Dawn Knight


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Leveraging Pre-Trained Embeddings for Welsh Taggers
Ignatius Ezeani | Scott Piao | Steven Neale | Paul Rayson | Dawn Knight
Proceedings of the 4th Workshop on Representation Learning for NLP (RepL4NLP-2019)

While the application of word embedding models to downstream Natural Language Processing (NLP) tasks has been shown to be successful, the benefits for low-resource languages is somewhat limited due to lack of adequate data for training the models. However, NLP research efforts for low-resource languages have focused on constantly seeking ways to harness pre-trained models to improve the performance of NLP systems built to process these languages without the need to re-invent the wheel. One such language is Welsh and therefore, in this paper, we present the results of our experiments on learning a simple multi-task neural network model for part-of-speech and semantic tagging for Welsh using a pre-trained embedding model from FastText. Our model’s performance was compared with those of the existing rule-based stand-alone taggers for part-of-speech and semantic taggers. Despite its simplicity and capacity to perform both tasks simultaneously, our tagger compared very well with the existing taggers.

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Unsupervised multi-word term recognition in Welsh
Irena Spasić | David Owen | Dawn Knight | Andreas Artemiou
Proceedings of the Celtic Language Technology Workshop


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Towards a Welsh Semantic Annotation System
Scott Piao | Paul Rayson | Dawn Knight | Gareth Watkins
Proceedings of the Eleventh International Conference on Language Resources and Evaluation (LREC 2018)

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Leveraging Lexical Resources and Constraint Grammar for Rule-Based Part-of-Speech Tagging in Welsh
Steven Neale | Kevin Donnelly | Gareth Watkins | Dawn Knight
Proceedings of the Eleventh International Conference on Language Resources and Evaluation (LREC 2018)


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Lexical Coverage Evaluation of Large-scale Multilingual Semantic Lexicons for Twelve Languages
Scott Piao | Paul Rayson | Dawn Archer | Francesca Bianchi | Carmen Dayrell | Mahmoud El-Haj | Ricardo-María Jiménez | Dawn Knight | Michal Křen | Laura Löfberg | Rao Muhammad Adeel Nawab | Jawad Shafi | Phoey Lee Teh | Olga Mudraya
Proceedings of the Tenth International Conference on Language Resources and Evaluation (LREC'16)

The last two decades have seen the development of various semantic lexical resources such as WordNet (Miller, 1995) and the USAS semantic lexicon (Rayson et al., 2004), which have played an important role in the areas of natural language processing and corpus-based studies. Recently, increasing efforts have been devoted to extending the semantic frameworks of existing lexical knowledge resources to cover more languages, such as EuroWordNet and Global WordNet. In this paper, we report on the construction of large-scale multilingual semantic lexicons for twelve languages, which employ the unified Lancaster semantic taxonomy and provide a multilingual lexical knowledge base for the automatic UCREL semantic annotation system (USAS). Our work contributes towards the goal of constructing larger-scale and higher-quality multilingual semantic lexical resources and developing corpus annotation tools based on them. Lexical coverage is an important factor concerning the quality of the lexicons and the performance of the corpus annotation tools, and in this experiment we focus on evaluating the lexical coverage achieved by the multilingual lexicons and semantic annotation tools based on them. Our evaluation shows that some semantic lexicons such as those for Finnish and Italian have achieved lexical coverage of over 90% while others need further expansion.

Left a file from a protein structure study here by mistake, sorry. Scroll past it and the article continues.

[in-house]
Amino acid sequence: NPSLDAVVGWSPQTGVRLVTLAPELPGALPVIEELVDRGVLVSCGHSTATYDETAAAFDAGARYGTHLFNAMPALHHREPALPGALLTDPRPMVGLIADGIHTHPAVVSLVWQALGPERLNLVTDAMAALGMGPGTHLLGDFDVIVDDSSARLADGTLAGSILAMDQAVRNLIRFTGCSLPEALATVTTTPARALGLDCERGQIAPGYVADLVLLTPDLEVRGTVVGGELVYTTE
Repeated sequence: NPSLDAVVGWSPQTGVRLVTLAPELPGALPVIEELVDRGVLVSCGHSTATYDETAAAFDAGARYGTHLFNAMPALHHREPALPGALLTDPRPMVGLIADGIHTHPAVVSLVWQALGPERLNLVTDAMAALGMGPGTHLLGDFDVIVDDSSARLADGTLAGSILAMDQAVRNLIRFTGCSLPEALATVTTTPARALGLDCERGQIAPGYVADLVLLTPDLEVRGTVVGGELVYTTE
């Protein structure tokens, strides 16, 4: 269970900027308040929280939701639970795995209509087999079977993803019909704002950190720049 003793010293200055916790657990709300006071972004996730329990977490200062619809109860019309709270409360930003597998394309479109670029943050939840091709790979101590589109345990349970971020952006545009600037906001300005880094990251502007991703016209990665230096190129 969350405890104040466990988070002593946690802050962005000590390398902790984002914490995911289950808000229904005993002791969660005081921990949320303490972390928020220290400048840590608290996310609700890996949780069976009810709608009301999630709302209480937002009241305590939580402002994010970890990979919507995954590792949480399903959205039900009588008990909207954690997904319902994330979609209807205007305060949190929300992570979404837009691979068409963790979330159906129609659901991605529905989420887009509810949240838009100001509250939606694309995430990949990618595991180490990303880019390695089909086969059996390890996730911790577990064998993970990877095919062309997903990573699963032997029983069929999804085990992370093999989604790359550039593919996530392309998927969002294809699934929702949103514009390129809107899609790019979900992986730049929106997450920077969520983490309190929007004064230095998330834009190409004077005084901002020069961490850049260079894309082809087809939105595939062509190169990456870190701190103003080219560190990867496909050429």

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Introducing DRS (The Digital Replay System): a Tool for the Future of Corpus Linguistic Research and Analysis
Dawn Knight | Paul Tennent
Proceedings of the Sixth International Conference on Language Resources and Evaluation (LREC'08)

This paper outlines the new resource technologies, products and applications that have been constructed during the development of a multi-modal (MM hereafter) corpus tool on the DReSS project (Understanding New Forms of the Digital Record for e-Social Science), based at the University of Nottingham, England. The paper provides a brief outline of the DRS (Digital Replay System, the software tool at the heart of the corpus), highlighting its facility to display synchronised video, audio and textual data and, most relevantly, a concordance tool capable of interrogating data constructed from textual transcriptions anchored to video or audio, and from coded annotations of specific features of gesture-in-talk. This is complemented by a real-time demonstration of the DRS interface in-use as part of the LREC 2008 conference. This will serve to show the manner in which a system such as the DRS can be used to facilitate the assembly, storage and analysis of multi modal corpora, supporting both qualitative and quantitative approaches to the analysis of collected data.